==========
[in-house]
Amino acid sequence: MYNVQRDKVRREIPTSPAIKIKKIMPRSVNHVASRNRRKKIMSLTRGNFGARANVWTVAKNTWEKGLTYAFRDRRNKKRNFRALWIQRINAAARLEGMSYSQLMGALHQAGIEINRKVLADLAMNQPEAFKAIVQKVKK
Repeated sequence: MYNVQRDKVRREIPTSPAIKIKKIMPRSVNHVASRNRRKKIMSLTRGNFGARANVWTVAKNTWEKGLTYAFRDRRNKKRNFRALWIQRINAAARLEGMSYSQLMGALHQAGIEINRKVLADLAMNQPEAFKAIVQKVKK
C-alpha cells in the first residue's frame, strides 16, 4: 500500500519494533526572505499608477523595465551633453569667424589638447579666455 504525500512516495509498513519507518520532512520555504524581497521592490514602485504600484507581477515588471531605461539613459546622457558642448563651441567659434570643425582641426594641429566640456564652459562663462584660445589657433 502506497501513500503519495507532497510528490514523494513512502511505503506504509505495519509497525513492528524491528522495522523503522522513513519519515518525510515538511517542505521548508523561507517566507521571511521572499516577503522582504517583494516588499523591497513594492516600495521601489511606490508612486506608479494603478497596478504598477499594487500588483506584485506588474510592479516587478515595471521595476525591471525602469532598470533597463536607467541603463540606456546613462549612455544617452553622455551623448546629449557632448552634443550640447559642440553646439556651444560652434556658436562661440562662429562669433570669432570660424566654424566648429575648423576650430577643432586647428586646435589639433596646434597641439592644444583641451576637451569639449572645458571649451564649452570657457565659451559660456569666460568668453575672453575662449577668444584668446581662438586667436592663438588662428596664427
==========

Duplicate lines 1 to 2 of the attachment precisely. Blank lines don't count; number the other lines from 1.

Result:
[in-house]
Amino acid sequence: MYNVQRDKVRREIPTSPAIKIKKIMPRSVNHVASRNRRKKIMSLTRGNFGARANVWTVAKNTWEKGLTYAFRDRRNKKRNFRALWIQRINAAARLEGMSYSQLMGALHQAGIEINRKVLADLAMNQPEAFKAIVQKVKK